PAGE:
DINNER : a bit more variation. I've made chicken quesadillas (with rotisserie chicken or deli meat) quite often. I use whole wheat, preservative free tortillas from Trader Joe's and they cook up really well. I'll put avocado right on top or spread on some asparagus pesto (sounds odd, but it's super good). For sides with the quesadilla, I'll either have a ton of red bell pepper, this broccoli slaw, this brussel sprout salad or an artichoke. (We steam them and then eat the "meat" off the leaves with a bit of mayo and balsamic vinegar.)
I often scramble eggs and eat them with or without a tortilla. I've had more than a few caprese salads. I also eat lots of spinach salads with whatever berries or veggies I have in the fridge. I always make sure to throw some meat in there (heated deli meat or chicken). Sometimes I'll just cut a ton of cooked chicken, red bell pepper and cucumber and eat all that dipped in asparagus pesto.
EVENING SNACK : usually is greek yogurt, a bit of honey and berries. Sometimes it's peanut butter and half a serving (about 11g of carbs) of crackers. If I am feeling hungry before bed I'll drink a cup of milk.
Seriously...this is it. This is what I have eaten for about 10 weeks. :) There are so many other things that work on this diet and many of the paleo recipes that you can find on Pinterest are awesome. But, like I said, I am a creature of habit. I also am very pro REAL FOOD - you can read more about that here - so I didn't just want to load up on "sugar-free!" snacks when I got this diagnosis.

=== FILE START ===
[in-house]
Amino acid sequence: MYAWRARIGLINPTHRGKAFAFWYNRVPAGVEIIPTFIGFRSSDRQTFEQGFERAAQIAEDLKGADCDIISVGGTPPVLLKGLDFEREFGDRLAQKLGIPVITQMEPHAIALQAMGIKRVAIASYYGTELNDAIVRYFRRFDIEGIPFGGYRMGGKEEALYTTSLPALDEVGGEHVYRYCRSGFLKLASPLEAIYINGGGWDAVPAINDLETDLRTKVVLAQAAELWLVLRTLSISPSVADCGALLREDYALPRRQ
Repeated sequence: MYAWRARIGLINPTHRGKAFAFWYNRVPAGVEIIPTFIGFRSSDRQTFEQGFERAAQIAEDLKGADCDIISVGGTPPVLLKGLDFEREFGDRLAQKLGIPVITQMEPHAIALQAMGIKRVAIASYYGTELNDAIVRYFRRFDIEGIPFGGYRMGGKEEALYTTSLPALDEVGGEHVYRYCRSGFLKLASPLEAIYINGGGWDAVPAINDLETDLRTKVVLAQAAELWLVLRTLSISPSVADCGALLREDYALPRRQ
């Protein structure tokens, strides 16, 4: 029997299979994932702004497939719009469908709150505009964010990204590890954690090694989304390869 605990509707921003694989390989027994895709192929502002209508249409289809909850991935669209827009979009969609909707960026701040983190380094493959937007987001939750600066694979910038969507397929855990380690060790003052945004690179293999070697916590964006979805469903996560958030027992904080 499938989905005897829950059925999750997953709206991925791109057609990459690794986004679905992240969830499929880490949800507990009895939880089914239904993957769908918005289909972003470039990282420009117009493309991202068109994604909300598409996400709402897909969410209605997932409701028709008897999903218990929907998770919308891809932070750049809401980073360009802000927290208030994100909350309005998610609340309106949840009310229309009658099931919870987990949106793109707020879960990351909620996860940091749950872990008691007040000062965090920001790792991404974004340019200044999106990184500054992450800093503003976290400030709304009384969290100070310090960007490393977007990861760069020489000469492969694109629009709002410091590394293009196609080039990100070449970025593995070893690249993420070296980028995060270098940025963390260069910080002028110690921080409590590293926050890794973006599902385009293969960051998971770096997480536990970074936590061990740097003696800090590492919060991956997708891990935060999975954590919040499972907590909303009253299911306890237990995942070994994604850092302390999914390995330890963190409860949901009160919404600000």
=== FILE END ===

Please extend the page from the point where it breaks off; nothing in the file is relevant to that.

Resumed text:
When I go out to dinner or lunch, I order some sort of meat and always substitute extra veggies for potatoes or whatever they come with. I have just a few bites of dessert if we order it. I love burgers, but order them piled with stuff (tomatoes, lettuce, onions, etc) and then don't eat the top of the bun and only eat a few fries. Dining out for breakfast is super easy...eggs dishes are in...toast and pancakes are out. No juice. I drink only milk, water, coffee (1 cup caffeinated in the mornings, sometimes a decaf iced latte in the afternoons) & caffeine-free tea.
Once this little one arrives, my body should return to normal and be back to regulating sugar just fine on it's own. (I will have another glucose test about six weeks after her birth to confirm this.) I am excited about french toast. I am looking forward to a cup of gelato. I can't wait to make nachos on occasion with Paul. But overall, I know I'll stick with many of the habits established from this diet because I feel really good. My mood has improved. I sleep well. I never get headaches. My midwives are happy with my weight gain. I feel full and alert and active. I can't imagine not wanting those feelings to continue. Especially over a plate of pasta. ;)
*Please note, I am not a doctor or dietitian and what worked for my body may not work for yours. Hopefully this is a good jumping off point for your own GD diet or healthy eating plan.